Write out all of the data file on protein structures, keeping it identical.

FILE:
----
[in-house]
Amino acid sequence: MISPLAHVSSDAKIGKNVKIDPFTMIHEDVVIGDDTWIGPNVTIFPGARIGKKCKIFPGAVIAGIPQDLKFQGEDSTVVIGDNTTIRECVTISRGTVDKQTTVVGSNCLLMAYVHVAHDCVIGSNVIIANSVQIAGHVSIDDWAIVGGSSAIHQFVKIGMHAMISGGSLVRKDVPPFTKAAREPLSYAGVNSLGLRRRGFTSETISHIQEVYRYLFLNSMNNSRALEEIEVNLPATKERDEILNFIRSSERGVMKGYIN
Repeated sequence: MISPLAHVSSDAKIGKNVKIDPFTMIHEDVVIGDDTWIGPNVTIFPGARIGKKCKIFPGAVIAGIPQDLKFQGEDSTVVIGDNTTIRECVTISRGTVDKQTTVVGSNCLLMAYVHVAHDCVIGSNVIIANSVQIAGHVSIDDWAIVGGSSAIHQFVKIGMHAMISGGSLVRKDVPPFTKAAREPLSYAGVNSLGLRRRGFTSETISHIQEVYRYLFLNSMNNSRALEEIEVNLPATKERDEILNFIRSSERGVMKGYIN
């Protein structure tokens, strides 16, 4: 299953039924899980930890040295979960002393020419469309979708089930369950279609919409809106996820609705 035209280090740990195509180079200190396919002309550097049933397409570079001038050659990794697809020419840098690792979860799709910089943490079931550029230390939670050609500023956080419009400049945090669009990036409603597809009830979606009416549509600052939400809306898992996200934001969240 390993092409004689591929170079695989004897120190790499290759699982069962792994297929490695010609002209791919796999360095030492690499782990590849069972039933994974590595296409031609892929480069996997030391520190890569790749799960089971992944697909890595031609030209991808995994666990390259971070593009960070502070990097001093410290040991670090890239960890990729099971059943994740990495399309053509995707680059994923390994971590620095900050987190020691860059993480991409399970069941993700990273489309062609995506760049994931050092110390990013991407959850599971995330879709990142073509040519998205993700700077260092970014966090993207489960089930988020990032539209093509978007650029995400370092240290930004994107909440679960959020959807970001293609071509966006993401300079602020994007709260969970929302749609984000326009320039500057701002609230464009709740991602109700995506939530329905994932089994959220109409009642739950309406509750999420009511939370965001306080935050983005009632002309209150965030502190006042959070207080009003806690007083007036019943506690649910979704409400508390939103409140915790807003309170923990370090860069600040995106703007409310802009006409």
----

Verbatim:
[in-house]
Amino acid sequence: MISPLAHVSSDAKIGKNVKIDPFTMIHEDVVIGDDTWIGPNVTIFPGARIGKKCKIFPGAVIAGIPQDLKFQGEDSTVVIGDNTTIRECVTISRGTVDKQTTVVGSNCLLMAYVHVAHDCVIGSNVIIANSVQIAGHVSIDDWAIVGGSSAIHQFVKIGMHAMISGGSLVRKDVPPFTKAAREPLSYAGVNSLGLRRRGFTSETISHIQEVYRYLFLNSMNNSRALEEIEVNLPATKERDEILNFIRSSERGVMKGYIN
Repeated sequence: MISPLAHVSSDAKIGKNVKIDPFTMIHEDVVIGDDTWIGPNVTIFPGARIGKKCKIFPGAVIAGIPQDLKFQGEDSTVVIGDNTTIRECVTISRGTVDKQTTVVGSNCLLMAYVHVAHDCVIGSNVIIANSVQIAGHVSIDDWAIVGGSSAIHQFVKIGMHAMISGGSLVRKDVPPFTKAAREPLSYAGVNSLGLRRRGFTSETISHIQEVYRYLFLNSMNNSRALEEIEVNLPATKERDEILNFIRSSERGVMKGYIN
């Protein structure tokens, strides 16, 4: 299953039924899980930890040295979960002393020419469309979708089930369950279609919409809106996820609705 035209280090740990195509180079200190396919002309550097049933397409570079001038050659990794697809020419840098690792979860799709910089943490079931550029230390939670050609500023956080419009400049945090669009990036409603597809009830979606009416549509600052939400809306898992996200934001969240 390993092409004689591929170079695989004897120190790499290759699982069962792994297929490695010609002209791919796999360095030492690499782990590849069972039933994974590595296409031609892929480069996997030391520190890569790749799960089971992944697909890595031609030209991808995994666990390259971070593009960070502070990097001093410290040991670090890239960890990729099971059943994740990495399309053509995707680059994923390994971590620095900050987190020691860059993480991409399970069941993700990273489309062609995506760049994931050092110390990013991407959850599971995330879709990142073509040519998205993700700077260092970014966090993207489960089930988020990032539209093509978007650029995400370092240290930004994107909440679960959020959807970001293609071509966006993401300079602020994007709260969970929302749609984000326009320039500057701002609230464009709740991602109700995506939530329905994932089994959220109409009642739950309406509750999420009511939370965001306080935050983005009632002309209150965030502190006042959070207080009003806690007083007036019943506690649910979704409400508390939103409140915790807003309170923990370090860069600040995106703007409310802009006409």